Bruins notes: Top line's an offensive no-show

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Bruins notes: Top line's an offensive no-show

By Joe Haggerty
CSNNE.com

TAMPA Milan Lucic and David Krejci did the big damage on Thursday night in Game Three with a nifty play in the opening minutes, but they couldnt follow it up strongly.

Instead they were the ones taking on damage Saturday afternoon in a forgettable performance as Bostons top forward group that looked as listless, disinterested and defeated as theyve appeared since the Montreal series.

Krejci was slammed hard by Marc-Andre Bergeron in Game Two, and that seemed to have long-lasting effects for the Czech Republic playmaker as he attempted to push his team to a 3-1 advantage in the series.

Instead Lucic, Krejci and Nathan Horton combined for two shots on net and a minus-5 on the night with the center taking it on the chin via the stat sheet rather than a literal hit on the ice. The line's best threat of the day came in the third period when Lucic had a good portion of open net to work with, but instead found Tampa goalieMike Smith's pads as the Bruins often did over the final 40 minutes of play.To say Bostons top there forwards were non-factors would be tremendously accurate in a game that could have so much more had any of them been able to get offensive work done either on the power play (0-for-2) or five-on-five.

The offensive no show from those three was one of the biggest head scratchers in a day full of them as the Bruins collapsed on a three goal first period lead, and limp back to Boston after losing a 5-3 decision in Game Four at the St. Pete Times Forum.

On top of that, David Krejci won only three out of his 12 face-offs in another lackluster game on the draw and showed little of the combination flairtenacity that usually emerges when hes at the top of his game.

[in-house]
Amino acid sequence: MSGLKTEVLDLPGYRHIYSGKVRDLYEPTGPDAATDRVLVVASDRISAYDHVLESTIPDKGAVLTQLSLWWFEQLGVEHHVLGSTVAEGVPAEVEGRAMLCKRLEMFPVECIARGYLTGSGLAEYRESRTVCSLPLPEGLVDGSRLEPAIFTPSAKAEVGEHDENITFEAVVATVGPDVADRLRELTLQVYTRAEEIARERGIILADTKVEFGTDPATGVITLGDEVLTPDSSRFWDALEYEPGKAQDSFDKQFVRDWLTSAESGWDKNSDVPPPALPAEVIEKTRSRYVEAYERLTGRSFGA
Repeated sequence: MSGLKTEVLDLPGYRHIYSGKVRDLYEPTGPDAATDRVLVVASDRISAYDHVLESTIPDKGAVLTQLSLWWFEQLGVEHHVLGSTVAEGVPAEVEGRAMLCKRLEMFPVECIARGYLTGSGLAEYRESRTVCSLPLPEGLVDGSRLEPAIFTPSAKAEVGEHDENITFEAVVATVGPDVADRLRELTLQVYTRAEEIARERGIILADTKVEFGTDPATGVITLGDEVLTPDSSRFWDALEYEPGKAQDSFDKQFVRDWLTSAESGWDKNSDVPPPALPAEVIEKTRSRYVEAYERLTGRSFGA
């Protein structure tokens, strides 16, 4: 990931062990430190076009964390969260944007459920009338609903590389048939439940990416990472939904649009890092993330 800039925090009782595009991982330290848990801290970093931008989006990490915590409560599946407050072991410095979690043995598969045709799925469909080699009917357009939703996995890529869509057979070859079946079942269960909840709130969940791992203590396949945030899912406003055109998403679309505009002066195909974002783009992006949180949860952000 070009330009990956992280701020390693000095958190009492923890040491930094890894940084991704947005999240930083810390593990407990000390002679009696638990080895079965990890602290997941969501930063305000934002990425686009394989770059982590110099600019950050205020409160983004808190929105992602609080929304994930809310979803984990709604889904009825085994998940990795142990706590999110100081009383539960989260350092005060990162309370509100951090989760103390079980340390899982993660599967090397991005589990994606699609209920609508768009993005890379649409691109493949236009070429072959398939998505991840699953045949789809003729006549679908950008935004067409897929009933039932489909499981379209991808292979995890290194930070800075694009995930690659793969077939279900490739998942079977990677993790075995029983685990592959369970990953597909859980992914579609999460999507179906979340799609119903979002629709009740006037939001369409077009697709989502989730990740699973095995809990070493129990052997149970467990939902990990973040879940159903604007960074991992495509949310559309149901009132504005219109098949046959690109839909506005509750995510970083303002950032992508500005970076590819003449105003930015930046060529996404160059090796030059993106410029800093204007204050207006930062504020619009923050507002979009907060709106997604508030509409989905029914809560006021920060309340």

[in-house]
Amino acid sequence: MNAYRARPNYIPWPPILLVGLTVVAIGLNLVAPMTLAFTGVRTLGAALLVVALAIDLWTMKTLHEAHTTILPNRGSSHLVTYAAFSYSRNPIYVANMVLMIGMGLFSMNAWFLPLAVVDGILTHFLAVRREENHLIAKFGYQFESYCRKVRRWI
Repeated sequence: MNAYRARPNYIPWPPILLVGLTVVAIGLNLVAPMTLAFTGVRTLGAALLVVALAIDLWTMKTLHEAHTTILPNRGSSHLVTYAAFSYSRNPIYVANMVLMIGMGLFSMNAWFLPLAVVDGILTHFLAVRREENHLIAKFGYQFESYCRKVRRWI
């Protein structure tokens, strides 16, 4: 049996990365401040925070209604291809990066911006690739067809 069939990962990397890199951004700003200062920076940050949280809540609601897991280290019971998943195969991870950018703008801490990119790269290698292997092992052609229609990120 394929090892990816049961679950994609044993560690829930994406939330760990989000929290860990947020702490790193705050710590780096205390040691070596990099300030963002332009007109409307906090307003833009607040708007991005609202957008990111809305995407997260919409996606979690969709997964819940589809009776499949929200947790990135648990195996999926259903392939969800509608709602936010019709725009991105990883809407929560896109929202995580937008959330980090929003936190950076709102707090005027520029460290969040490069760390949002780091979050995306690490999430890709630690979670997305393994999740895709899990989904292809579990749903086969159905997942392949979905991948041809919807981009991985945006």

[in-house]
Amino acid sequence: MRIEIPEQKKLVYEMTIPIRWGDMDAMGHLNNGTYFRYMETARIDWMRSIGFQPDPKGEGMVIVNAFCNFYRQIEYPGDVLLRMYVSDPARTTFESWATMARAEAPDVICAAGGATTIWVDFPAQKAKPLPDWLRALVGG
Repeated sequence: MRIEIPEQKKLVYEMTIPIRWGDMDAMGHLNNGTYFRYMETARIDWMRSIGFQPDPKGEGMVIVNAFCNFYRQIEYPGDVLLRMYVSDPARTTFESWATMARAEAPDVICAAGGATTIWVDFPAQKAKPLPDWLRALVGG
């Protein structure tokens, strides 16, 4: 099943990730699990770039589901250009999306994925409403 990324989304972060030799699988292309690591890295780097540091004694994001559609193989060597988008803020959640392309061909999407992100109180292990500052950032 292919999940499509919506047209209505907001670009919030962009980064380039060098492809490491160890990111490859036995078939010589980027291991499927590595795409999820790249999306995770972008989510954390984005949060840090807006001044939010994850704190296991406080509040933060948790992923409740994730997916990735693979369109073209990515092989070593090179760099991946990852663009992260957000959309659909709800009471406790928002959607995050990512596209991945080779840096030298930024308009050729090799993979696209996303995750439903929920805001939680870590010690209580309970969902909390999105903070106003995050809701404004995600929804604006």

Instead Krejci was largely invisible while finishing with a team-worst minus-3 and was one of the culprits among a team-wide breakdown over the final 40 minutes that looked all too familiar.

David had a tough night in the face-off circle, and I think that kind if identified the type of game he had tonight, said Claude Julien. That wasnt the type of game were used to seeing David play. I didnt feel our players a lot of our players did not play their best gamer tonight.

His line after two periods had no shots on net. But theres more than David on that line. I think it was a tough night for their line tonight. We know what impact they have for a hockey club when theyre on. Tonight was a tough night for that line.

So much for Tomas Kaberle turning the corner with the Bruins.

After showing something in a pair of wins against the Tampa Bay Lightning, the former Toronto Maple Leafs defenseman was right back in the Bs hamper with possibly the worst 11 minute performance in the playoffs to date.

Two amazing things stand out about Kaberles tough night in 11:35 of ice time during the 5-3 loss to the Tampa Bay Lightning at the St. Pete Times Forum in Game Four: the Bs defenseman managed to finish at only a minus-1 and he could be in danger of becoming a healthy scratch in favor of Steve Kampfer if things continue along at their current rate.

Of course, there were plenty more bad plays to go around. Milan Lucic had a cringe-worthy turnover near the blue line that led to Simon Gagnes game-winner in the third period, and that capped off a totally absent game from Bostons top line of Lucic, David Krejci and Nathan Horton.

But it was Kaberle that was completely manhandled by Sean Bergenheim behind the Boston net for Tampas game-tying goal in the second period at the end of the 3:38 barrage that saw the Lightning tie the game.

I saw Bergenheim coming and I lost it between my legs. I have to be a bit sharper on that play. Its one of those games you have to learn from. We all have to pretty much forget about the second period, said Kaberle. We have to worry about playing a full 60 minutes and then we wont have any problems.

And it was Kaberle again in the third period that couldnt get on the same page with Tim Thomas when Ryan Malone and Simon Gagne rushed in for the game-winner while the Bs struggled to hang on for dear life.

Kaberle was suffering from the same malady that seemed to be infecting the rest of the team so acutely from the second period moving forward.

We had to continue playing the same way, said Julien. Somehow we started getting stretched out again. They started getting speed. They started getting momentum.

Kaberle certainly did nothing to stem the momentum, and the question becomes what to do with Kaberle and defenseman partner Adam McQuaid -- a tandem struggled to hold the fort in the final 40 minutes of Saturday afternoons collapse job in Tampa Bay.